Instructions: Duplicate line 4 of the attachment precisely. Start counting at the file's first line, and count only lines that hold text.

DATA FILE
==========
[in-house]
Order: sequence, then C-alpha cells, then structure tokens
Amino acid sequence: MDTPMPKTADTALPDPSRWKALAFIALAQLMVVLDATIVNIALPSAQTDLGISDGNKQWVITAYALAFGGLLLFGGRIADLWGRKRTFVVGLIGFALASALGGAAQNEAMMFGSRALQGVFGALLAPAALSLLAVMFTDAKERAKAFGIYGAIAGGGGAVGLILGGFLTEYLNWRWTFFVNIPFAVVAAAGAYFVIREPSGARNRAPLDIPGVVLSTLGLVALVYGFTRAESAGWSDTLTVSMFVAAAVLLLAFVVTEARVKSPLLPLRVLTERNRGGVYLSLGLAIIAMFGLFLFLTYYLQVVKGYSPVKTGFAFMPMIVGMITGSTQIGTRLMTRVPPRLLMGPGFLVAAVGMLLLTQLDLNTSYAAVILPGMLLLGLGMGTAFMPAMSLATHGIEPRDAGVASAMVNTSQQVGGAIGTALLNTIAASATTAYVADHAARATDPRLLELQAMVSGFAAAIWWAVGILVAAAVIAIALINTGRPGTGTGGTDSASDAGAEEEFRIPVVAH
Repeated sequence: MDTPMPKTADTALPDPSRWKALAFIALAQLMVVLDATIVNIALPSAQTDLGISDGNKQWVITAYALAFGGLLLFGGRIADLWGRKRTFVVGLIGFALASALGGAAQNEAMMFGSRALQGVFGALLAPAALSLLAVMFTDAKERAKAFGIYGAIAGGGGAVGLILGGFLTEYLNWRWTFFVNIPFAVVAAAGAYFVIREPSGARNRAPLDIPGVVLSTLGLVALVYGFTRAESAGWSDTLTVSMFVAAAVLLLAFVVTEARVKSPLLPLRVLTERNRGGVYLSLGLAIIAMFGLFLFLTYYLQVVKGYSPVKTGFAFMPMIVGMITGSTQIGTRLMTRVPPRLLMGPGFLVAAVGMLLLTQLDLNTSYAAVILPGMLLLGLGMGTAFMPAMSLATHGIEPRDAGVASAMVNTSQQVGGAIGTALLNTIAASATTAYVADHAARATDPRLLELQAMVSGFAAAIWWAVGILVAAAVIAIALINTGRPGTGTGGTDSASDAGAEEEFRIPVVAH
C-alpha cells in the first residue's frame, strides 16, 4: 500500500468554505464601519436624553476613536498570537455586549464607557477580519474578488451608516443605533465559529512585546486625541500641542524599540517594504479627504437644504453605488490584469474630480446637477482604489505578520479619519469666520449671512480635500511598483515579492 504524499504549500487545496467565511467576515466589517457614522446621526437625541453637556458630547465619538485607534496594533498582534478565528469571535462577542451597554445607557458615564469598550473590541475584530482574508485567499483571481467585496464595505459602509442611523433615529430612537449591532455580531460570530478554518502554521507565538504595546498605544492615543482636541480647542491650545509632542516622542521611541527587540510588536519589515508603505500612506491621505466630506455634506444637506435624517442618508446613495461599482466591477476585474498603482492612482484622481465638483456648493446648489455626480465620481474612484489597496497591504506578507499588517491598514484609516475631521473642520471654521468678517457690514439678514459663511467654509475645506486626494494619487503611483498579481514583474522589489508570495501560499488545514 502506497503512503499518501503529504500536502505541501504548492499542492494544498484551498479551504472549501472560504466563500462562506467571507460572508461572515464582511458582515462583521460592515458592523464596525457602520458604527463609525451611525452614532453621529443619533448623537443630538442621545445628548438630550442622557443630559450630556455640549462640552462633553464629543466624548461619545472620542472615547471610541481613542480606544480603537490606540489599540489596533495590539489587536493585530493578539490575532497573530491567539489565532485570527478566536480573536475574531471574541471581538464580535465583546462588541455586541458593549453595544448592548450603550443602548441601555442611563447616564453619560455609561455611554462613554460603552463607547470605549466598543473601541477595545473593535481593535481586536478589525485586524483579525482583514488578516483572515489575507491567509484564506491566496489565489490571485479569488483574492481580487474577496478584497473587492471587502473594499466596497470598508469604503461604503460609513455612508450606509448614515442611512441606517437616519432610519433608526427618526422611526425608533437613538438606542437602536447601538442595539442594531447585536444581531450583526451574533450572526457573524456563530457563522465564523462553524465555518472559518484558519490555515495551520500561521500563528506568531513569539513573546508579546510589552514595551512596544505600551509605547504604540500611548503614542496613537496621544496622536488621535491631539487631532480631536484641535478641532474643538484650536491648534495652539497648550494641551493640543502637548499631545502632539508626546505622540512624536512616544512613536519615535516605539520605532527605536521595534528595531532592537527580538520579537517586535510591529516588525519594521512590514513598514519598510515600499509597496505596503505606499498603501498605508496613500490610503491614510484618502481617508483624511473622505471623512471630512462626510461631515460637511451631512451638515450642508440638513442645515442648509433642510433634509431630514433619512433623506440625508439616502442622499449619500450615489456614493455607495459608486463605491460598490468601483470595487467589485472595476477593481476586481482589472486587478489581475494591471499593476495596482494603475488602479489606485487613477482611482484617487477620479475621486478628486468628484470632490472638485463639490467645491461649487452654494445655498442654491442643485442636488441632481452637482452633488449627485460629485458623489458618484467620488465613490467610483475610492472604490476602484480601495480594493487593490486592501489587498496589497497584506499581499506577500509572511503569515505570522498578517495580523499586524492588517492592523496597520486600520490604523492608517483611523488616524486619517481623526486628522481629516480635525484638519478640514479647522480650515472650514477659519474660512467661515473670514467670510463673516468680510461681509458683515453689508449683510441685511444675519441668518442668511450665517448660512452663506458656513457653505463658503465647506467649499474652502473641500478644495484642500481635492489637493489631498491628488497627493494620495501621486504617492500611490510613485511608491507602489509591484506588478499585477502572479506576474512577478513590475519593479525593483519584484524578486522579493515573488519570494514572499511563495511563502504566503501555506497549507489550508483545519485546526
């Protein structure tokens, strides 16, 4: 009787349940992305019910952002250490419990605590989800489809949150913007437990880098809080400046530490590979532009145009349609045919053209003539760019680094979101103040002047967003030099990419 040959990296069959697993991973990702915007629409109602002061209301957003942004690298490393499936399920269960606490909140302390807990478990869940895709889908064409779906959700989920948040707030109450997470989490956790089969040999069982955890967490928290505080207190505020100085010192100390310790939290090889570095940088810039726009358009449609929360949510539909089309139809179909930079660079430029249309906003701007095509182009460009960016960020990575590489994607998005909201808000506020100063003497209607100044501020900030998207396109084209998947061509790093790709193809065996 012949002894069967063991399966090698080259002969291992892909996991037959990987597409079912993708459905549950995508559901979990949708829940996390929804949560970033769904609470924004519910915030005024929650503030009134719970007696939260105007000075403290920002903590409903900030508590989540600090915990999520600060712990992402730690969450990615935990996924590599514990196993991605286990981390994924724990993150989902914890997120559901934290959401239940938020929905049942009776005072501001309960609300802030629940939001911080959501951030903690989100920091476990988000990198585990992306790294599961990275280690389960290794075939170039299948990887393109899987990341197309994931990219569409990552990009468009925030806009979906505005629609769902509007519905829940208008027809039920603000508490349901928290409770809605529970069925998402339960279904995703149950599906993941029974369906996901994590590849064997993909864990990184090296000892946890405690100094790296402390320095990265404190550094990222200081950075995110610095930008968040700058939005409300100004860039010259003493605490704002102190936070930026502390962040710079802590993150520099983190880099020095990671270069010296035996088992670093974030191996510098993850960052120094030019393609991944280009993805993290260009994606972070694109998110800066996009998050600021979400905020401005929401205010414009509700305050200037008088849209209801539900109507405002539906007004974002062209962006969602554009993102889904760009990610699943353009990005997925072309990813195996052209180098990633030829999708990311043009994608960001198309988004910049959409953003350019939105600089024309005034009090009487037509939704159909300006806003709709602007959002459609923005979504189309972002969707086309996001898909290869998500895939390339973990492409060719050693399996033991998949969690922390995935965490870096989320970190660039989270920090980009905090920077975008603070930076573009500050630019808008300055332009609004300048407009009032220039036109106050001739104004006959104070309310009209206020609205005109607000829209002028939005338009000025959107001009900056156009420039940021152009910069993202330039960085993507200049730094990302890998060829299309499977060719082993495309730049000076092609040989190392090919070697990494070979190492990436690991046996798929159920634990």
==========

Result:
Repeated sequence: MDTPMPKTADTALPDPSRWKALAFIALAQLMVVLDATIVNIALPSAQTDLGISDGNKQWVITAYALAFGGLLLFGGRIADLWGRKRTFVVGLIGFALASALGGAAQNEAMMFGSRALQGVFGALLAPAALSLLAVMFTDAKERAKAFGIYGAIAGGGGAVGLILGGFLTEYLNWRWTFFVNIPFAVVAAAGAYFVIREPSGARNRAPLDIPGVVLSTLGLVALVYGFTRAESAGWSDTLTVSMFVAAAVLLLAFVVTEARVKSPLLPLRVLTERNRGGVYLSLGLAIIAMFGLFLFLTYYLQVVKGYSPVKTGFAFMPMIVGMITGSTQIGTRLMTRVPPRLLMGPGFLVAAVGMLLLTQLDLNTSYAAVILPGMLLLGLGMGTAFMPAMSLATHGIEPRDAGVASAMVNTSQQVGGAIGTALLNTIAASATTAYVADHAARATDPRLLELQAMVSGFAAAIWWAVGILVAAAVIAIALINTGRPGTGTGGTDSASDAGAEEEFRIPVVAH